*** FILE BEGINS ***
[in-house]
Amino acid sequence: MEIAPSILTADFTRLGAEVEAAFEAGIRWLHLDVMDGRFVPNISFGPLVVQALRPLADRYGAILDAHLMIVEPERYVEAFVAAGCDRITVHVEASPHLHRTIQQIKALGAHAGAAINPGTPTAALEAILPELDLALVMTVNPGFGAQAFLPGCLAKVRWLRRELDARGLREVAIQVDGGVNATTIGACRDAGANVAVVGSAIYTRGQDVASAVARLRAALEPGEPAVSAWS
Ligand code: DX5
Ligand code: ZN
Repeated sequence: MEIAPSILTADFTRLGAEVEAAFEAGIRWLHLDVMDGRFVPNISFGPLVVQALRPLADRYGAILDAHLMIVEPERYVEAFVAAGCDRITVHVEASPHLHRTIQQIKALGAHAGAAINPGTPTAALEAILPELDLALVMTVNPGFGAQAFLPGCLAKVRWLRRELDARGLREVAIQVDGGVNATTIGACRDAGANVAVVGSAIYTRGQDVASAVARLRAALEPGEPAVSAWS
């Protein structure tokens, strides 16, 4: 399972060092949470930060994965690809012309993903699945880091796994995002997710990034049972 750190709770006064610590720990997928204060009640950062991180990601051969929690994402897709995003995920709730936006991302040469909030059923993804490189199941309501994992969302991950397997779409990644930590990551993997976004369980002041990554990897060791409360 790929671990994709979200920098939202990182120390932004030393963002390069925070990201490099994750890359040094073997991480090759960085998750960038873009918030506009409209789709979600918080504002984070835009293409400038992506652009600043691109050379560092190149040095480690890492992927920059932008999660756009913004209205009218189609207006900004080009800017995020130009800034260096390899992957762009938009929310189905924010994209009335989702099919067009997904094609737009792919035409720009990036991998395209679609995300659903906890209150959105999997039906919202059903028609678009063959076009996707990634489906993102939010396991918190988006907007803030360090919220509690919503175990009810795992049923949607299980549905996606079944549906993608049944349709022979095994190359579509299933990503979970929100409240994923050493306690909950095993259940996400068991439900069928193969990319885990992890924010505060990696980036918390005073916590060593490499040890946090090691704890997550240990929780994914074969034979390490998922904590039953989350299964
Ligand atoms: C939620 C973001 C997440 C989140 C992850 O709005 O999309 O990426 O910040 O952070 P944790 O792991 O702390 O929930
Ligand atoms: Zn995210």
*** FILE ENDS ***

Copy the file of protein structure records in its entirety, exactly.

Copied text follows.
[in-house]
Amino acid sequence: MEIAPSILTADFTRLGAEVEAAFEAGIRWLHLDVMDGRFVPNISFGPLVVQALRPLADRYGAILDAHLMIVEPERYVEAFVAAGCDRITVHVEASPHLHRTIQQIKALGAHAGAAINPGTPTAALEAILPELDLALVMTVNPGFGAQAFLPGCLAKVRWLRRELDARGLREVAIQVDGGVNATTIGACRDAGANVAVVGSAIYTRGQDVASAVARLRAALEPGEPAVSAWS
Ligand code: DX5
Ligand code: ZN
Repeated sequence: MEIAPSILTADFTRLGAEVEAAFEAGIRWLHLDVMDGRFVPNISFGPLVVQALRPLADRYGAILDAHLMIVEPERYVEAFVAAGCDRITVHVEASPHLHRTIQQIKALGAHAGAAINPGTPTAALEAILPELDLALVMTVNPGFGAQAFLPGCLAKVRWLRRELDARGLREVAIQVDGGVNATTIGACRDAGANVAVVGSAIYTRGQDVASAVARLRAALEPGEPAVSAWS
């Protein structure tokens, strides 16, 4: 399972060092949470930060994965690809012309993903699945880091796994995002997710990034049972 750190709770006064610590720990997928204060009640950062991180990601051969929690994402897709995003995920709730936006991302040469909030059923993804490189199941309501994992969302991950397997779409990644930590990551993997976004369980002041990554990897060791409360 790929671990994709979200920098939202990182120390932004030393963002390069925070990201490099994750890359040094073997991480090759960085998750960038873009918030506009409209789709979600918080504002984070835009293409400038992506652009600043691109050379560092190149040095480690890492992927920059932008999660756009913004209205009218189609207006900004080009800017995020130009800034260096390899992957762009938009929310189905924010994209009335989702099919067009997904094609737009792919035409720009990036991998395209679609995300659903906890209150959105999997039906919202059903028609678009063959076009996707990634489906993102939010396991918190988006907007803030360090919220509690919503175990009810795992049923949607299980549905996606079944549906993608049944349709022979095994190359579509299933990503979970929100409240994923050493306690909950095993259940996400068991439900069928193969990319885990992890924010505060990696980036918390005073916590060593490499040890946090090691704890997550240990929780994914074969034979390490998922904590039953989350299964
Ligand atoms: C939620 C973001 C997440 C989140 C992850 O709005 O999309 O990426 O910040 O952070 P944790 O792991 O702390 O929930
Ligand atoms: Zn995210």